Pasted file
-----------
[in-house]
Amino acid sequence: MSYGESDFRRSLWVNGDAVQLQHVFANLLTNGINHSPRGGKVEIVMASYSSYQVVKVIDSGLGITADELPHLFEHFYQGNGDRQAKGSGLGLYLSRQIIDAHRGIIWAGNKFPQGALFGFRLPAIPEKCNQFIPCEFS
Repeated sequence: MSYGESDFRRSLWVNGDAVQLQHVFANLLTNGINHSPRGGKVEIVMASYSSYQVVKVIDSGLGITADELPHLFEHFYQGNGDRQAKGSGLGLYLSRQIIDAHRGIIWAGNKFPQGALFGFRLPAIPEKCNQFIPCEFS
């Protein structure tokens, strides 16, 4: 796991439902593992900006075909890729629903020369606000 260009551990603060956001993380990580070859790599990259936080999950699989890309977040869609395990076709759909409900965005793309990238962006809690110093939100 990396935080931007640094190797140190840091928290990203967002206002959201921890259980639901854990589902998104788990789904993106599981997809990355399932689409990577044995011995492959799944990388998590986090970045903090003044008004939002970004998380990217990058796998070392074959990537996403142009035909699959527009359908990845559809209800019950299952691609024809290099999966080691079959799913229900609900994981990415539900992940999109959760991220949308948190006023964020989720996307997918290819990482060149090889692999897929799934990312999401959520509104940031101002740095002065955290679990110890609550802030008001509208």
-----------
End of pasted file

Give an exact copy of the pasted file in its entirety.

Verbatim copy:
[in-house]
Amino acid sequence: MSYGESDFRRSLWVNGDAVQLQHVFANLLTNGINHSPRGGKVEIVMASYSSYQVVKVIDSGLGITADELPHLFEHFYQGNGDRQAKGSGLGLYLSRQIIDAHRGIIWAGNKFPQGALFGFRLPAIPEKCNQFIPCEFS
Repeated sequence: MSYGESDFRRSLWVNGDAVQLQHVFANLLTNGINHSPRGGKVEIVMASYSSYQVVKVIDSGLGITADELPHLFEHFYQGNGDRQAKGSGLGLYLSRQIIDAHRGIIWAGNKFPQGALFGFRLPAIPEKCNQFIPCEFS
């Protein structure tokens, strides 16, 4: 796991439902593992900006075909890729629903020369606000 260009551990603060956001993380990580070859790599990259936080999950699989890309977040869609395990076709759909409900965005793309990238962006809690110093939100 990396935080931007640094190797140190840091928290990203967002206002959201921890259980639901854990589902998104788990789904993106599981997809990355399932689409990577044995011995492959799944990388998590986090970045903090003044008004939002970004998380990217990058796998070392074959990537996403142009035909699959527009359908990845559809209800019950299952691609024809290099999966080691079959799913229900609900994981990415539900992940999109959760991220949308948190006023964020989720996307997918290819990482060149090889692999897929799934990312999401959520509104940031101002740095002065955290679990110890609550802030008001509208």